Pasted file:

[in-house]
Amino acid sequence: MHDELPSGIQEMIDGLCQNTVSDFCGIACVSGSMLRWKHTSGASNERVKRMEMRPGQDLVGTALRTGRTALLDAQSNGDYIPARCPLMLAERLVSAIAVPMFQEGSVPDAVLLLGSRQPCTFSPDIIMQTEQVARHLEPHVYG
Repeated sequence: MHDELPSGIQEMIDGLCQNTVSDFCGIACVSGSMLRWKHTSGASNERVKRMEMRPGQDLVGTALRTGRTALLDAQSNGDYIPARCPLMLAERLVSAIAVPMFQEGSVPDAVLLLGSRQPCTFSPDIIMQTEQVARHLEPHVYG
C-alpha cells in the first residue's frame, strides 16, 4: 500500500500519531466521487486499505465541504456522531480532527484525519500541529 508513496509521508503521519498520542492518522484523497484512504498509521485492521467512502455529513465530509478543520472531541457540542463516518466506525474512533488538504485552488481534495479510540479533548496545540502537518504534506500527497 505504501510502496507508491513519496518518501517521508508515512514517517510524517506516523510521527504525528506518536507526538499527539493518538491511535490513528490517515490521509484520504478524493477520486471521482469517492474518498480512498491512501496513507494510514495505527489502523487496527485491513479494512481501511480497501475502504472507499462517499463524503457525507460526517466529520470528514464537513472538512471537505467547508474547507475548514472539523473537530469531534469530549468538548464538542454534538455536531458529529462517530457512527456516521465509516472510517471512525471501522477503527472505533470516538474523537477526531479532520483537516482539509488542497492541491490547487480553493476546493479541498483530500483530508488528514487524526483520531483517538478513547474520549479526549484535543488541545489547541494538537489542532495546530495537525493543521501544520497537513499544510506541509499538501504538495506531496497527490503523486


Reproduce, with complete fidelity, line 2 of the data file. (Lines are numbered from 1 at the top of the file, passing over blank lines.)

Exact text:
Amino acid sequence: MHDELPSGIQEMIDGLCQNTVSDFCGIACVSGSMLRWKHTSGASNERVKRMEMRPGQDLVGTALRTGRTALLDAQSNGDYIPARCPLMLAERLVSAIAVPMFQEGSVPDAVLLLGSRQPCTFSPDIIMQTEQVARHLEPHVYG